With porina caterpillars, they live in the soil and come out after dusk to feed at the base of your grasses.
They are fairly easy to control with a spray of Neem Tree Oil. This should be applied late in the day to the lawn after it has been recently mowed. Repeat again about 4 weeks later.
Grass grubs on the other hand are much more difficult to control and dependant on the size of your lawn  a more expensive job. Likely there is little need to treat the whole lawn with a control as the biggest number of the grubs will be where there has been problems in the past. This is also true in areas where they are lite after dark, by street lights or security lighting. In my book, Wally’s Down to Earth Gardening Guide I give an excellent way to control the pest in early summer when the adults are on the wing.
Before you start to spend your money to treat the lawn you should check to see how many grubs are in the lawn. This is done by cutting several small squares with the spade and lifting the turf. Examine both the hole and lifted section for the number of grubs. If there are none or only a few then it is not worth worrying about. (Use the summer control of the beetles) But if a good number is found then that area should be treated.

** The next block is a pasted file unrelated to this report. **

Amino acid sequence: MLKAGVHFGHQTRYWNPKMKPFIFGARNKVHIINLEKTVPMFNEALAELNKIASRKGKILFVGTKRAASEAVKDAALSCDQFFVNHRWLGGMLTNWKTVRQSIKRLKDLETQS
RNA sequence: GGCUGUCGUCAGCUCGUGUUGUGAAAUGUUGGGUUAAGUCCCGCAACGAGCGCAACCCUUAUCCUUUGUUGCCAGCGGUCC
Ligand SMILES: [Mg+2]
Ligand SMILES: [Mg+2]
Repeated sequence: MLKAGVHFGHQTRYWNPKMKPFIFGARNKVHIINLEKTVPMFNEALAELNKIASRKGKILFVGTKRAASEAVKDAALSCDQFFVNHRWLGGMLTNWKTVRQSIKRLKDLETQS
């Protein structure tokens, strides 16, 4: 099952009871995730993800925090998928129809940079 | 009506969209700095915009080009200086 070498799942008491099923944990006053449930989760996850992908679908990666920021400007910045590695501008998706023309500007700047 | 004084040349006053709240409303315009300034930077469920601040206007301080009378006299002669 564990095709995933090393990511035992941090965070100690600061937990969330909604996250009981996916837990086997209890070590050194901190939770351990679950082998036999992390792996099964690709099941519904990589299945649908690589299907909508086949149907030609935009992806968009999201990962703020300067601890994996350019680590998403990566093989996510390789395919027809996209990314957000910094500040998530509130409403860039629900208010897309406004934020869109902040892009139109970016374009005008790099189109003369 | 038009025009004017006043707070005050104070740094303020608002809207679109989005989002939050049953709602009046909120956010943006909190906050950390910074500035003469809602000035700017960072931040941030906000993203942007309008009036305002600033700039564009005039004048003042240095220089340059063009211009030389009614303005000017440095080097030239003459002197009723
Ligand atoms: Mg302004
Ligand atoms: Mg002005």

There are two treatments that you can use and the first of these is Neem Tree Granules sprinkled on the lawn and lightly watered in. The granules break down and release the Neem properties which are taken up by the roots. When a treated root is chewed on by a grub, that will be the last bite it ever takes.
Safe for pets and wildlife including birds as Neem only harms insect pests.
For those gardeners that like to use a strong chemical then use Pyrifos G. It too is a granule that is spread at the rate of 2 grams per square metre. (Needs to be applied with a spreader)
It is a strong poison and you need to take great care in handling and prevent pets and children from using the target area till it is well absorbed into the soil.
Diazinon is another chemical treatment but does not work well in all soil types (best used only in light, sandy or volcanic soils) otherwise it can be a costly exercise for no advantage.
The utmost care must be taken if using either of these two chemical products.

Problems ring me at 0800 466 464 (Palmerston North 3570606)
Web site www.gardenews.co.nz